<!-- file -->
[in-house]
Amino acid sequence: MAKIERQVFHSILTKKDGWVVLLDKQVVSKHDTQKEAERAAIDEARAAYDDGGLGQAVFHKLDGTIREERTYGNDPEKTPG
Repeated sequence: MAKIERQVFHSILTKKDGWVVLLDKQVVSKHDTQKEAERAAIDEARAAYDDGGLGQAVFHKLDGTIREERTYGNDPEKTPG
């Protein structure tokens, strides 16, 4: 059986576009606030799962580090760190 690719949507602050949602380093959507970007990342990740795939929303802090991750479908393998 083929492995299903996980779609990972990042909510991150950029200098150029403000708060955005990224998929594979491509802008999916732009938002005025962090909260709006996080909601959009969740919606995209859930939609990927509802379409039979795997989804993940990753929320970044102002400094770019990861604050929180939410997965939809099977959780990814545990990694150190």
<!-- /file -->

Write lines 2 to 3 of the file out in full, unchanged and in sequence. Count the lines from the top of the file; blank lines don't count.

Amino acid sequence: MAKIERQVFHSILTKKDGWVVLLDKQVVSKHDTQKEAERAAIDEARAAYDDGGLGQAVFHKLDGTIREERTYGNDPEKTPG
Repeated sequence: MAKIERQVFHSILTKKDGWVVLLDKQVVSKHDTQKEAERAAIDEARAAYDDGGLGQAVFHKLDGTIREERTYGNDPEKTPG